If you run an IT business, you should have an IT services agreement. An IT services agreement protects your interests and manages your relationship with customers. It is essential that the agreement is comprehensive and covers all of the relevant details. This article sets out the issues you should consider and the terms you should include in your IT services agreement.
Scope of Work
You need to ensure that your IT services agreement details the services you will be providing and how you will be carrying out these services. You should also include an agreed timeline for completion. For example, you may be building or installing hardware or providing managed services. You should therefore let your customers know that these services may take a few months to complete.
You may include other terms in an IT services agreement, such as:
- a progress update clause, which requires you to update your customer regarding the progress of your work. For example, you may decide to provide your customer with an update every fortnight; or
- an acceptance testing clause, which requires you to show your product has been tested for errors and compliance with the agreed documented specifications.
Your IT services agreement should cover how and when you will be paid. For example, will you require payment upfront or will you invoice customers upon reaching certain milestones? What happens if the customer wants continued technical support and maintenance after installation? You should answer these questions in your IT services agreement to avoid confusion later on.
If you are building or developing new software or hardware for the customer, you should ensure that your IT services agreement covers intellectual property (IP) ownership.
Ask yourself: who will own the rights to any new products you build? If the customer is assigned the rights, you can negotiate a licence to use the products for marketing purposes. You should also obtain a licence to use any existing information or software owned by a customer you are providing your services to.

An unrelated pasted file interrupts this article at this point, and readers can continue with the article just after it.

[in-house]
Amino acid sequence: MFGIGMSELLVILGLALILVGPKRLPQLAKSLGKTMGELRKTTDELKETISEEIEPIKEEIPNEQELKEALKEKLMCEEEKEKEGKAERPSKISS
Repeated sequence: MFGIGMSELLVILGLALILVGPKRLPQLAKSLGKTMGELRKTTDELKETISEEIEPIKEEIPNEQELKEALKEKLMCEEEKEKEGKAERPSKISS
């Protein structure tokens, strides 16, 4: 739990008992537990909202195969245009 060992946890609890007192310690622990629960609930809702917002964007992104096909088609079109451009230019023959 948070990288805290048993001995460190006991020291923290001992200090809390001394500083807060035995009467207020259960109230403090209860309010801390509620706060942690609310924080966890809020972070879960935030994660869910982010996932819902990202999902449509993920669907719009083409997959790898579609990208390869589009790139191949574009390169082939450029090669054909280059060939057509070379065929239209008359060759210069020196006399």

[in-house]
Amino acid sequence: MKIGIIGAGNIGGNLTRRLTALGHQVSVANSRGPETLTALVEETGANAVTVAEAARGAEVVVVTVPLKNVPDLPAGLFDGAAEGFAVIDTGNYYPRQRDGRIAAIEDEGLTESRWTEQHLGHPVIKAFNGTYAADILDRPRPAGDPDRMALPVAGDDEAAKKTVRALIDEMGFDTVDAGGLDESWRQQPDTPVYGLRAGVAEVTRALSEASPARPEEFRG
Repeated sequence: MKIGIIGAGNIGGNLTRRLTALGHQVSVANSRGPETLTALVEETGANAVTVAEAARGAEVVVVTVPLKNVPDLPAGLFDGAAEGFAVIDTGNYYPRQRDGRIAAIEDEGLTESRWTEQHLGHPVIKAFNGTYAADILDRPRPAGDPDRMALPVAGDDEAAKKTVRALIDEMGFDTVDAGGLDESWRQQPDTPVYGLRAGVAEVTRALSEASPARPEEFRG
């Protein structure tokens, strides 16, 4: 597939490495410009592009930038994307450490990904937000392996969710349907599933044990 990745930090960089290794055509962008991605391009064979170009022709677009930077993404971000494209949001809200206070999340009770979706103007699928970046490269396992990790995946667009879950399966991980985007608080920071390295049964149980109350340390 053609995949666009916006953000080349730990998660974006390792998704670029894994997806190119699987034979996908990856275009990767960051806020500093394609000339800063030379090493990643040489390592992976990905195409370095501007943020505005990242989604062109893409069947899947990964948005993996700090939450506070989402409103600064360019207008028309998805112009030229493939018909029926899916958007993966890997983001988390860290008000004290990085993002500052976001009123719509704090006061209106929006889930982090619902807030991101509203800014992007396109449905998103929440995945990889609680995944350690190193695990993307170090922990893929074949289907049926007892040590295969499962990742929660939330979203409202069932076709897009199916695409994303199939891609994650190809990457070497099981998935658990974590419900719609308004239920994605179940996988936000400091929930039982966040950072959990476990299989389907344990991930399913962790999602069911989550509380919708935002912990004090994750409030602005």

An IT services agreement should also include what you expect from the customer regarding:
- assumptions; and
If you are providing services to a medium business or enterprise, you should appoint a single point of contact for each customer. This will make the process more efficient and assist in the completion of work.
You should also reserve the right to amend the timeline of any deliverables if the customer fails to meet their responsibilities under the agreement. Your ability to reach your deliverable milestones may be affected by the customer’s failure to provide necessary data or materials.
Suspension and Termination
When dealing with customers, there is always the risk of disagreements. Your IT services agreement should detail your rights in relation to the suspension of your services or the termination of your agreement with customers. For example, you may decide to suspend your services because of overdue payments or terminate the agreement for breach or non-cooperation. Make sure the agreement states what you can do in these circumstances to ensure you can enforce your legal rights.
You should set out the limits of your liability if something goes wrong. For example, will you be liable if the customer hires a third party to provide services which affect the operation of the deliverables? What if there are faults with third-party products which the customer specifically requested you install? Are you liable for any third party errors? These questions are important to consider when drafting your IT services agreement to protect yourself in the event something goes wrong.
Having an agreed procedure for resolving disputes is always a good idea. As a business, you should aim to resolve disputes quickly and in good faith. If you require further dispute resolution, you should avoid paying unnecessary legal costs by trying alternative dispute resolution (ADR) processes. The most common ADR process is mediation, which encourages parties to reach an agreement between themselves.
As an IT business, there are a number of terms you should include in your IT services agreement. You should consider:
- scope of work;
- customer responsibilities;
- suspension and termination;
- liabilities; and
- dispute resolution.
These are important if you want to protect your business interests and maintain a good relationship with your customers. If you have questions or need help drafting an IT services agreement, contact LegalVision’s IT lawyers on 1300 544 755 or fill out the form on this page.
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